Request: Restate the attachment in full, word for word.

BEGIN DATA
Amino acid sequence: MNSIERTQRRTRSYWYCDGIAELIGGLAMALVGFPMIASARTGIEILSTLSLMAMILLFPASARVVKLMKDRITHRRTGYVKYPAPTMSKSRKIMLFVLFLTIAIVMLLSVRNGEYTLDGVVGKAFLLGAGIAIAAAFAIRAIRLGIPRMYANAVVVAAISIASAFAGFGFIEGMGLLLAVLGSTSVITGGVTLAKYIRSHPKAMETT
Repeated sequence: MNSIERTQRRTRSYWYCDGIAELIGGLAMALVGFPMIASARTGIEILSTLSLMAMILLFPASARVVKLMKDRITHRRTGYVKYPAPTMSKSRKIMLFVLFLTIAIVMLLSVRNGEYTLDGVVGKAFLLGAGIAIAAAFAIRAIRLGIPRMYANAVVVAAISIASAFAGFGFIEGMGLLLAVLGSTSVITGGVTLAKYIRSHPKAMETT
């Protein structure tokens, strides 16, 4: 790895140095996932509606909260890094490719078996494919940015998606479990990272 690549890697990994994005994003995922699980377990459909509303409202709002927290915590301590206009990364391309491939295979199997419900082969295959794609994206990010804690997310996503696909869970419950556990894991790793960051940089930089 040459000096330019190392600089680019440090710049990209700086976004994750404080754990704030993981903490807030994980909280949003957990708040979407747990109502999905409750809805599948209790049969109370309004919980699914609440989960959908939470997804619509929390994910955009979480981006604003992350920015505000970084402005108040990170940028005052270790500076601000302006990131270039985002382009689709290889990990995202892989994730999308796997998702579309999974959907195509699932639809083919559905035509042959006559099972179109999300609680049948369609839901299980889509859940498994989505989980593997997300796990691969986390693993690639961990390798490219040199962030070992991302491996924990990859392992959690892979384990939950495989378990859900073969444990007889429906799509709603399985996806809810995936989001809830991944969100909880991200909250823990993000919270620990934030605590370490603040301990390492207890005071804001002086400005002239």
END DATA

Amino acid sequence: MNSIERTQRRTRSYWYCDGIAELIGGLAMALVGFPMIASARTGIEILSTLSLMAMILLFPASARVVKLMKDRITHRRTGYVKYPAPTMSKSRKIMLFVLFLTIAIVMLLSVRNGEYTLDGVVGKAFLLGAGIAIAAAFAIRAIRLGIPRMYANAVVVAAISIASAFAGFGFIEGMGLLLAVLGSTSVITGGVTLAKYIRSHPKAMETT
Repeated sequence: MNSIERTQRRTRSYWYCDGIAELIGGLAMALVGFPMIASARTGIEILSTLSLMAMILLFPASARVVKLMKDRITHRRTGYVKYPAPTMSKSRKIMLFVLFLTIAIVMLLSVRNGEYTLDGVVGKAFLLGAGIAIAAAFAIRAIRLGIPRMYANAVVVAAISIASAFAGFGFIEGMGLLLAVLGSTSVITGGVTLAKYIRSHPKAMETT
């Protein structure tokens, strides 16, 4: 790895140095996932509606909260890094490719078996494919940015998606479990990272 690549890697990994994005994003995922699980377990459909509303409202709002927290915590301590206009990364391309491939295979199997419900082969295959794609994206990010804690997310996503696909869970419950556990894991790793960051940089930089 040459000096330019190392600089680019440090710049990209700086976004994750404080754990704030993981903490807030994980909280949003957990708040979407747990109502999905409750809805599948209790049969109370309004919980699914609440989960959908939470997804619509929390994910955009979480981006604003992350920015505000970084402005108040990170940028005052270790500076601000302006990131270039985002382009689709290889990990995202892989994730999308796997998702579309999974959907195509699932639809083919559905035509042959006559099972179109999300609680049948369609839901299980889509859940498994989505989980593997997300796990691969986390693993690639961990390798490219040199962030070992991302491996924990990859392992959690892979384990939950495989378990859900073969444990007889429906799509709603399985996806809810995936989001809830991944969100909880991200909250823990993000919270620990934030605590370490603040301990390492207890005071804001002086400005002239």